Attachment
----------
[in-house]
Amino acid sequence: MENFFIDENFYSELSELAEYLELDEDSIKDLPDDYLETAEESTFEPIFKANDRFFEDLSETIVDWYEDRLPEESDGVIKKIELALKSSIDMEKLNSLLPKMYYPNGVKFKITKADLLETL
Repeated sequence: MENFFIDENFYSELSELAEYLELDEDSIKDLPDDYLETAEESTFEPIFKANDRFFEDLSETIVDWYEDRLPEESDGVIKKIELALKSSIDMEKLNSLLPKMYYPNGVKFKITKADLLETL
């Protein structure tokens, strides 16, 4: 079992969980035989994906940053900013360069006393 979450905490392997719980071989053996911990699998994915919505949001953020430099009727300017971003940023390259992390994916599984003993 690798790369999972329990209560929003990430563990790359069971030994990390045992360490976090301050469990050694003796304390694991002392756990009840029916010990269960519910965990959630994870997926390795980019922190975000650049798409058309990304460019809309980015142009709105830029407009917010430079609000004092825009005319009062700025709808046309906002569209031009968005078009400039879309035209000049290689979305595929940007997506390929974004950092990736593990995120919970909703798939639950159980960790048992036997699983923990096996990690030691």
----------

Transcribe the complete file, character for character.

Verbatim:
[in-house]
Amino acid sequence: MENFFIDENFYSELSELAEYLELDEDSIKDLPDDYLETAEESTFEPIFKANDRFFEDLSETIVDWYEDRLPEESDGVIKKIELALKSSIDMEKLNSLLPKMYYPNGVKFKITKADLLETL
Repeated sequence: MENFFIDENFYSELSELAEYLELDEDSIKDLPDDYLETAEESTFEPIFKANDRFFEDLSETIVDWYEDRLPEESDGVIKKIELALKSSIDMEKLNSLLPKMYYPNGVKFKITKADLLETL
């Protein structure tokens, strides 16, 4: 079992969980035989994906940053900013360069006393 979450905490392997719980071989053996911990699998994915919505949001953020430099009727300017971003940023390259992390994916599984003993 690798790369999972329990209560929003990430563990790359069971030994990390045992360490976090301050469990050694003796304390694991002392756990009840029916010990269960519910965990959630994870997926390795980019922190975000650049798409058309990304460019809309980015142009709105830029407009917010430079609000004092825009005319009062700025709808046309906002569209031009968005078009400039879309035209000049290689979305595929940007997506390929974004950092990736593990995120919970909703798939639950159980960790048992036997699983923990096996990690030691």